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Hiatt hosts community impact and education fair

UPDATED 11/17 at 10:24 p.m.

Around 95 students interested in pursuing careers with nonprofits and educational organizations attended the Hiatt Community Impact and Education Fair on Thursday, Oct. 24. Hiatt recruited over 60 local presenters to connect with Brandeis students.

The Community Connections Club, a subsect of the Waltham group, assisted Hiatt in organizing the fair. Community Connections organizes other one day service programs in addition to the Community Impact and Education Fair.

Coordinators of Community Connections, Ashley Bass ’20, Megan Catalano ’21 and Jac Guerra ’22 each suggested that the Community Impact and Education Fair was created for the benefit of students with a path less traditional than medicine, law or business.

Bass hoped the program would engage students invested in making a difference and introduce them to the variety of career options they have. Catalano reflected that she was excited to watch the event come to life after planning it with Hiatt since August.

Bass and Catalano advertised for the event on social media and organized a Wake and Shake a day prior to the event, encouraging more students to register for the event with enticing apple cider at their display outside Usdan. Presenters ranged from organizations based in Waltham to programs with bases around the world.

The potential employers included organizations such as Eastern Girl Scouts, Teach for America and City Year. Many of the opportunities centered around working with children in lower income areas, ranging from preschool to high school, and others focused on mental health issues. Some summer camps/engagement programs participated, including Camp Micah, Nashoba School, Meadowscaping for Biodiversity and Breakthrough Boston.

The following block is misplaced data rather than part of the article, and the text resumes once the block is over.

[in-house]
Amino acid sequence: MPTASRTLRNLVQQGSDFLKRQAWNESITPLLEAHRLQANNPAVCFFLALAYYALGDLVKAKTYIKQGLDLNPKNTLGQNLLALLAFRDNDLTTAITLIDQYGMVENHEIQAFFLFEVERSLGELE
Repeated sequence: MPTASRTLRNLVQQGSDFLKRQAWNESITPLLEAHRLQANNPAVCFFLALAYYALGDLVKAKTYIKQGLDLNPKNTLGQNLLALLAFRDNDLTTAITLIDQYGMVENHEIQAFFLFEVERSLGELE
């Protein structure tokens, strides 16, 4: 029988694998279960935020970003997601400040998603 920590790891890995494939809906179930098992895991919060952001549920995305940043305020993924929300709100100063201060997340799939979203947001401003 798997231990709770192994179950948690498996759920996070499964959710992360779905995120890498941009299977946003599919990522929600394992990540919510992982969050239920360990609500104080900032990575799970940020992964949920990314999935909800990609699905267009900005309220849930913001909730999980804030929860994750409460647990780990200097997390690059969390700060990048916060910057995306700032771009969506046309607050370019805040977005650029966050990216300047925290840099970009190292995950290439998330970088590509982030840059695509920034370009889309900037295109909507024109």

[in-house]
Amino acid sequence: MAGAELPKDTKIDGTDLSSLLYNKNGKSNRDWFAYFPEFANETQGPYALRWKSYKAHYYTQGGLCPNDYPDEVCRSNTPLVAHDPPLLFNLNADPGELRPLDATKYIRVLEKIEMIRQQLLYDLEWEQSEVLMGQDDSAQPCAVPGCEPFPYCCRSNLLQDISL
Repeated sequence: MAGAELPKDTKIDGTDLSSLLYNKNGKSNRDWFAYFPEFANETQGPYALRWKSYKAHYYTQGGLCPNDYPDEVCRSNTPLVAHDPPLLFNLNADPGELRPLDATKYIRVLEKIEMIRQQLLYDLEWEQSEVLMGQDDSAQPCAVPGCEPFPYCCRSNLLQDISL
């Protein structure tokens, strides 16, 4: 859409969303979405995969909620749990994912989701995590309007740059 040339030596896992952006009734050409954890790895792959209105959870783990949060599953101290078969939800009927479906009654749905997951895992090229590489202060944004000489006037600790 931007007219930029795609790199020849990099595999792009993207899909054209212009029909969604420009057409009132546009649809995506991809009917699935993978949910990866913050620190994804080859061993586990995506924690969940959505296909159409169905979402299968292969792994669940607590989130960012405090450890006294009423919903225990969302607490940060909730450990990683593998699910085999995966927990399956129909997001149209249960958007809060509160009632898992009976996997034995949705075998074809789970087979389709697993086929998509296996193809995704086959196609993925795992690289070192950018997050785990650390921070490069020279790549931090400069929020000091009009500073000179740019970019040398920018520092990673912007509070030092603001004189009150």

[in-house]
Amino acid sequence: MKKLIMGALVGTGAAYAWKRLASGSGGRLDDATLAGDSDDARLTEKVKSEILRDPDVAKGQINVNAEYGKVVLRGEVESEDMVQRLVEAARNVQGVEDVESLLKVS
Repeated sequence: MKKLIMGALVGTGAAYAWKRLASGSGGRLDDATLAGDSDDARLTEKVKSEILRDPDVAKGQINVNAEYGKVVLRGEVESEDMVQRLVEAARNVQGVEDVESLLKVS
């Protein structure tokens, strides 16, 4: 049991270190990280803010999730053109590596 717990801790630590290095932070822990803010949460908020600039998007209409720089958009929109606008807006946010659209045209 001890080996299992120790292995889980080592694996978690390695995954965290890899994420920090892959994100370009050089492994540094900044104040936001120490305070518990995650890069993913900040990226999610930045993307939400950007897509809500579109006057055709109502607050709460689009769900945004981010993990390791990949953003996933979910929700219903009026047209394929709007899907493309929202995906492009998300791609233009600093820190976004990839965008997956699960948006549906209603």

Organizations local to the area participated as well and many of them were seeking interns and/or volunteers for the upcoming Spring semester. Walker, a non profit school based in Needham, was hoping to connect with part time help for the 2019 year, seeking Brandeis students interested in working with children four to 12 who’ve experienced trauma or mental health issues.

The Leland home, the location of one of the Waltham Group Companions to Elders programs, was also looking for interns, considering students specifically interested in either media or development. In addition, the local group the Waltham Partnership for Youth is hiring new volunteers and interns for their program within the Waltham public high school and their program conducting research regarding transportation availability for Waltham youth.

Many of these organizations even highlighted that they had previously hired Brandeis students. Participating students and presenters were treated to lunch at 12 p.m. by the Waltham Group. The event engaged a large variety of students and emphasized the importance of engaging students interested in service with career opportunities.

CORRECTION: A previous version of this article misspelled Jac Guerra’s name.

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